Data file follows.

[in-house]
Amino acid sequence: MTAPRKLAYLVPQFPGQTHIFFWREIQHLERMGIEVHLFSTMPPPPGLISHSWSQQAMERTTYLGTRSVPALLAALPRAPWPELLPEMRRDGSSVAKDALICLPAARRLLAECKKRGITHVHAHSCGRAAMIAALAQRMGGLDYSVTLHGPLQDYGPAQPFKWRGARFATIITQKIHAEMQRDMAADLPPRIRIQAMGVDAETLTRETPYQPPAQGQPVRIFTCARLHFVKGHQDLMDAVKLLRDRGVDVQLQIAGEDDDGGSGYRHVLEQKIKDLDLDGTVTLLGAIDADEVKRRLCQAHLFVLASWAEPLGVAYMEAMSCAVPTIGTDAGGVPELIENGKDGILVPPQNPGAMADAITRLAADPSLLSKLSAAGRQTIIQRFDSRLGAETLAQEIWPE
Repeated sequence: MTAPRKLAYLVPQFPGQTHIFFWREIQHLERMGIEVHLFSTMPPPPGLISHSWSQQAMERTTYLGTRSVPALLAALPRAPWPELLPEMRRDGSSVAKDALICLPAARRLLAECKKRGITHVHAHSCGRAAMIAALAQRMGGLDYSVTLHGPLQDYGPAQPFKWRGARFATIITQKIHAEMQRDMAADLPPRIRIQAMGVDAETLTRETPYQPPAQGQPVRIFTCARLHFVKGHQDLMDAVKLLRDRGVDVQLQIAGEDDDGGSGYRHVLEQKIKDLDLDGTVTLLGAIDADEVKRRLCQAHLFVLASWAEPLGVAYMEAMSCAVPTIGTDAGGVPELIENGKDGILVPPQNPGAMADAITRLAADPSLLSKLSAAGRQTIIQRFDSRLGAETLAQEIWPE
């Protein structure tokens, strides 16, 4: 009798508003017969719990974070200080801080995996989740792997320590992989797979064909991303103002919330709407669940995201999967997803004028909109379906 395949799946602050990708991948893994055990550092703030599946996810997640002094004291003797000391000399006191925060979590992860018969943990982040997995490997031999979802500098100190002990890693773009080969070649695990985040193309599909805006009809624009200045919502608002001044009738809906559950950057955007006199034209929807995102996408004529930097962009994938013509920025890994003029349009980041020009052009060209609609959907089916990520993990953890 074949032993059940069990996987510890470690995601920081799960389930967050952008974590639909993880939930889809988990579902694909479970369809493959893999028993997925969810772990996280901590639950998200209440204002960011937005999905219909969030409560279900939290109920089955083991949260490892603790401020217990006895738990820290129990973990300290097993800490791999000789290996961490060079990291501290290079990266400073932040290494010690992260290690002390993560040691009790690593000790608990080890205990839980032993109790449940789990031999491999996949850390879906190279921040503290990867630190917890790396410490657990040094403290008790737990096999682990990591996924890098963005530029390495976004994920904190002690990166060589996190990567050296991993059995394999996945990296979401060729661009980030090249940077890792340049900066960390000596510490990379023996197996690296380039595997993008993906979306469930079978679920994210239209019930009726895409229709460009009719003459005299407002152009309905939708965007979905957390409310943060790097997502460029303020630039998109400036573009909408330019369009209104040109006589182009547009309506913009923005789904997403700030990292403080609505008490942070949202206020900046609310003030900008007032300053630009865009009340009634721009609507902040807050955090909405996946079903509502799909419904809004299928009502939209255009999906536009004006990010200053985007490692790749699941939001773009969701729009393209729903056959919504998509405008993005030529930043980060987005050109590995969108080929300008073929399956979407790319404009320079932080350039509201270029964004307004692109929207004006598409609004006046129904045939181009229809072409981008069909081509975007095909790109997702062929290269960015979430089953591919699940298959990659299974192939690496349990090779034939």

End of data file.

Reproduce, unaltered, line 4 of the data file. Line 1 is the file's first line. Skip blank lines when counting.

């Protein structure tokens, strides 16, 4: 009798508003017969719990974070200080801080995996989740792997320590992989797979064909991303103002919330709407669940995201999967997803004028909109379906 395949799946602050990708991948893994055990550092703030599946996810997640002094004291003797000391000399006191925060979590992860018969943990982040997995490997031999979802500098100190002990890693773009080969070649695990985040193309599909805006009809624009200045919502608002001044009738809906559950950057955007006199034209929807995102996408004529930097962009994938013509920025890994003029349009980041020009052009060209609609959907089916990520993990953890 074949032993059940069990996987510890470690995601920081799960389930967050952008974590639909993880939930889809988990579902694909479970369809493959893999028993997925969810772990996280901590639950998200209440204002960011937005999905219909969030409560279900939290109920089955083991949260490892603790401020217990006895738990820290129990973990300290097993800490791999000789290996961490060079990291501290290079990266400073932040290494010690992260290690002390993560040691009790690593000790608990080890205990839980032993109790449940789990031999491999996949850390879906190279921040503290990867630190917890790396410490657990040094403290008790737990096999682990990591996924890098963005530029390495976004994920904190002690990166060589996190990567050296991993059995394999996945990296979401060729661009980030090249940077890792340049900066960390000596510490990379023996197996690296380039595997993008993906979306469930079978679920994210239209019930009726895409229709460009009719003459005299407002152009309905939708965007979905957390409310943060790097997502460029303020630039998109400036573009909408330019369009209104040109006589182009547009309506913009923005789904997403700030990292403080609505008490942070949202206020900046609310003030900008007032300053630009865009009340009634721009609507902040807050955090909405996946079903509502799909419904809004299928009502939209255009999906536009004006990010200053985007490692790749699941939001773009969701729009393209729903056959919504998509405008993005030529930043980060987005050109590995969108080929300008073929399956979407790319404009320079932080350039509201270029964004307004692109929207004006598409609004006046129904045939181009229809072409981008069909081509975007095909790109997702062929290269960015979430089953591919699940298959990659299974192939690496349990090779034939």